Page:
1. Add crown molding or update casing and trim. The addition of crown molding to the top of interior walls is a subtle change with big impact. Casing, which is the trim around doors and windows, can also make a huge difference. The replacement of dated crown molding, casing or trim can make a room look newly updated. Go one step further with a fresh coat of paint on the walls, and you’ll basically have an entirely new room. For more information on how to install crown molding, check out these simple steps.

2. Replace doors. Doors are often forgettable, but don’t have to be. Replace hollow core bedroom, bathroom and closet doors with wood alternatives for an instant dash of richness. And don’t limit yourself to traditionally-styled options. From specialty woods to glass panels, there are plenty of options to choose from.

3. Clean and refinish your wood deck. As long as your wood is in good shape, all you need is deck cleaner and wood stain to turn something dated into the focal point of your backyard. You can buy deck cleaner at your local hardware store. Wood deck stains are available there or at a paint store. You’ll be amazed to see weathered wood look like new again. If you haven’t cleaned or refinished a deck before, here are step-by-step instructions.

4. Update your closets. Add built-in shelving or simply streamline clothes hangers for an organizational boost you’ll thank yourself for every day. Or you can tackle a popular closet upgrade: lining a traditional closet with cedar. Natural cedar looks great, smells great and keeps moths and mildew away. It’s a classic and high-end upgrade that’s not terribly expensive or time-intensive. When your friends or family open your closet, they will be pleasantly surprised.

Use tongue-and-groove cedar to line some or all of an existing closet. You can leave baseboards in place if they’re thicker than the cedar. If not, remove them with a pry bar before the cedar installation. Use nails to attach the cedar to the wall studs, or adhere them with a construction adhesive. Prepare to feel like a bona fide fancy grown-up when it’s done!

These are just a fraction of the many DIY projects possibilities. The most important piece of advice is to have fun and don’t be afraid to try new things. The more DIY projects you complete, the more confident you’ll feel. To get started, pencil in a dedicated DIY day on your calendar and enjoy the process!


Tips for creating a virtually self-cleaning bathroom

October 4th, 2016 by Emil No comments »

(BPT) – Americans may be spending less time on housework, but that’s probably not much consolation when you’re scrubbing the toilet for the third time in a week. Meanwhile, hours spent working are taking more of our time, according to data from the Bureau of Labor Statistics’ American Time Use Survey. Factor in other time demands like taking care of the kids, your in-laws, your spouse and yourself, and it’s easy to see why products that improve cleanability are gaining ground in bathroom design.

Fortunately, elbow grease and harsh chemical cleansers are no longer the only ways to keep a bathroom clean. Today, a variety of bathroom fixtures, devices and construction materials can all help contribute to a bathroom that cleans up with less effort from you and stays that way for longer.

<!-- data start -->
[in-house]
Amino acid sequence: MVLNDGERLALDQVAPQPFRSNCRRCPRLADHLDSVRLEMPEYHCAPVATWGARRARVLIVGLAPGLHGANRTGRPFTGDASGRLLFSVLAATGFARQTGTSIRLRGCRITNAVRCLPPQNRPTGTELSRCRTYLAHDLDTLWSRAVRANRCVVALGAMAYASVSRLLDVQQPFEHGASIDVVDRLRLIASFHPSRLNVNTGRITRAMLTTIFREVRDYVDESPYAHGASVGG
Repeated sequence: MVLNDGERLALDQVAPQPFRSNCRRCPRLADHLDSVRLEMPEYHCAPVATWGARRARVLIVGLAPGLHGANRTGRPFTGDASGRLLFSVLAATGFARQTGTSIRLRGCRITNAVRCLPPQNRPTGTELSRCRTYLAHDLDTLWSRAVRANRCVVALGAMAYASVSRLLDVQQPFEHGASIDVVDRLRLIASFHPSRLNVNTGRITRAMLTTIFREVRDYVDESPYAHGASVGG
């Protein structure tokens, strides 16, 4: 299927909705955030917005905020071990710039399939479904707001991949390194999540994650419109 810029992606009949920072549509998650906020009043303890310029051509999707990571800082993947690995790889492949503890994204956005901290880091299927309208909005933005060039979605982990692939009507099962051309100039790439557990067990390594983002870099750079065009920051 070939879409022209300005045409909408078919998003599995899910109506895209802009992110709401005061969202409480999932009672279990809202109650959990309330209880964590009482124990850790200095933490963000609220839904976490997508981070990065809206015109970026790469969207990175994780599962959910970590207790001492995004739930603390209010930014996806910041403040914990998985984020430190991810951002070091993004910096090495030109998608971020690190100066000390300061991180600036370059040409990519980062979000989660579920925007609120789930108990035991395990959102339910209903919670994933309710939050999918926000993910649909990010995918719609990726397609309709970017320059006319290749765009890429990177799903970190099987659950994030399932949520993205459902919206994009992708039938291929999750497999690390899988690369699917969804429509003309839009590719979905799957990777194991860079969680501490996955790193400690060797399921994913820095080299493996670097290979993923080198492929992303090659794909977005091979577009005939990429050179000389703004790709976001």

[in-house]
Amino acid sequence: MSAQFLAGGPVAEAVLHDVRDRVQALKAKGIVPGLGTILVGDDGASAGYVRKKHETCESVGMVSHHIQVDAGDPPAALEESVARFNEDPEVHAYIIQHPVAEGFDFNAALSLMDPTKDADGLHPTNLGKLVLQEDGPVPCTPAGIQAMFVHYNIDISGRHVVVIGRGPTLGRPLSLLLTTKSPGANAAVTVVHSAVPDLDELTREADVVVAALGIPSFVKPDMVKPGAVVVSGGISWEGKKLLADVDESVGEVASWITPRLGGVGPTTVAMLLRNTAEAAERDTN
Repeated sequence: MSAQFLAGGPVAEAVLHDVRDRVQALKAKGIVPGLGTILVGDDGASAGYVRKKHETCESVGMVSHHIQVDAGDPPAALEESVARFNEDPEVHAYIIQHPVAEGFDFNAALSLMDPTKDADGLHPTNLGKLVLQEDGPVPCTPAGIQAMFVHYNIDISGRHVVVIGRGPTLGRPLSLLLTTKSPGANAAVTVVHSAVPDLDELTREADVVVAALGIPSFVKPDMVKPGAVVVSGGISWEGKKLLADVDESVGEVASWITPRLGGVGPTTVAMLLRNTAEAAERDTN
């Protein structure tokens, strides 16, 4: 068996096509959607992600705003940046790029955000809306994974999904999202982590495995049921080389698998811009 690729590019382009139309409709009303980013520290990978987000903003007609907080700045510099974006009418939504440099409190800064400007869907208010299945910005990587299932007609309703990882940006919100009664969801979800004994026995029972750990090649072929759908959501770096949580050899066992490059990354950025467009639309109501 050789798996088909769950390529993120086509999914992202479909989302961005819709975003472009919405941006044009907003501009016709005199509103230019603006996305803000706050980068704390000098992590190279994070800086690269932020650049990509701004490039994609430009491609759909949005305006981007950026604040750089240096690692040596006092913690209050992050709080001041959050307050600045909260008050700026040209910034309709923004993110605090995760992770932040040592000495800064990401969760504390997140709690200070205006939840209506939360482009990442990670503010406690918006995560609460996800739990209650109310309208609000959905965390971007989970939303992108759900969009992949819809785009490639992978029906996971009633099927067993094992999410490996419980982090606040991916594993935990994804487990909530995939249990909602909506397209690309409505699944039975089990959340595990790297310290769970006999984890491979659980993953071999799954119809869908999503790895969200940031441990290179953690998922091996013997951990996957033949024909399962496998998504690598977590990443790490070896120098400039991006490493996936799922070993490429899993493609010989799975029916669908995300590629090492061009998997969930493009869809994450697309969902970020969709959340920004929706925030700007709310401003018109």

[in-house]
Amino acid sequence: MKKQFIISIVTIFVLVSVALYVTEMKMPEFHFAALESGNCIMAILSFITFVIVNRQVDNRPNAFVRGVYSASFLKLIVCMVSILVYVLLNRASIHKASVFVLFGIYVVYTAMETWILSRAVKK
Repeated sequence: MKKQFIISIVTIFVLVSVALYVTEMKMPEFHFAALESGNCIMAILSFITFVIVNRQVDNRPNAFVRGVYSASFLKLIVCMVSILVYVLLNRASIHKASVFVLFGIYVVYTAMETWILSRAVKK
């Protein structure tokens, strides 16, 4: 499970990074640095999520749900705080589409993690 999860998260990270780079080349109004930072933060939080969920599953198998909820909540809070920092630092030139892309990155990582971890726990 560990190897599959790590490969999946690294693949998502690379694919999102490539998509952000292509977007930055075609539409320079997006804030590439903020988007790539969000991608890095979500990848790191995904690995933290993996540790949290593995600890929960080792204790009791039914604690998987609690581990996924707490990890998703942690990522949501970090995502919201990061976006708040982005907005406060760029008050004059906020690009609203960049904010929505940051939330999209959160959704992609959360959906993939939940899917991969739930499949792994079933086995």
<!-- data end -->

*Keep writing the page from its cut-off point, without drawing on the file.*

Innovative fixtures and faucets

Cleaning the toilet, tub and shower probably doesn’t top anyone’s list of favorite tasks. While it’s still necessary to do regular deep cleaning, when it comes to daily maintenance, a range of new bathroom additions can lend a hand.

* Self-cleaning toilets – Even in the cleanest households, the toilet can be a hotbed for a variety of unpleasantness. The new ActiClean self-cleaning toilet from American Standard can make day-to-day cleaning of the bowl a much easier task. The press of a button releases cleaning solution into the bowl for either a one-minute quick clean or a 10-minute deep clean, while the patented VorMax jetted flushing technology powerfully scours the bowl to remove all splatter, skid marks and clinging waste. At the end of the soak period, the unit automatically siphons away the cleaner and rinses the bowl with clear water. Simply press a button, walk away, and let the toilet do the rest – it’s that easy.

* Smarter showers – Sure, you can find high-tech, high-cost showers that keep shower doors spotless through nano-technology that repels dirt and water droplets. But having an easy-to-clean shower can actually be simpler and less expensive. It starts by choosing the right materials and design. For example, traditional shower doors are notorious for building up mold, mildew and grime in door tracks. Frameless shower doors can eliminate that problem. If you hate mold in tile grout (and who doesn’t?) you have numerous options. Tile your shower with a dark tile and dark grout. Or, opt for tiles made with mildew-resistant coatings. For super-easy cleaning – not to mention leading edge design – you can even choose a concrete shower.

* No-touch faucets – The bathroom faucet is the most touched area in a bathroom, which means it can also have the most germs. After all, everyone touches it right after using the toilet (you hope). Touchless bathroom sink faucets can help reduce the spread of bacteria and germs, since no one needs to touch them to turn them on. Plus, their hands-free operation ensures that the faucet stays free of fingerprints, soap scum and toothpaste splatters. A wave of the hand starts the faucet — and you’re on your way to a tidier, maybe even immaculate, bathroom.

Cleaner construction

Of course, if you’ll be renovating a bathroom or building a new home, the best way to ensure a cleaner bathroom at the get-go is to start with construction materials that promote cleanliness. Mildew resistant tiles and grout, mold-resistant paint, and solid surface countertops can all add up to less cleaning time down the road.

One of the most important features to incorporate into a bathroom to help keep it fresher and healthier is an exhaust fan. This will not only remove unpleasant odors from the bathroom, it will also vent moisture out of the room from steamy showers and baths. Excess moisture in a bathroom is one of the leading causes of mold and mildew, which can be unsightly, smelly and unhealthy.

Yes, you can achieve freedom from cleaning. By installing easy-to-clean bathroom fixtures and materials, you can invest less time, effort and energy keeping the room clean. Unexpected guests – drop in unannounced at any time!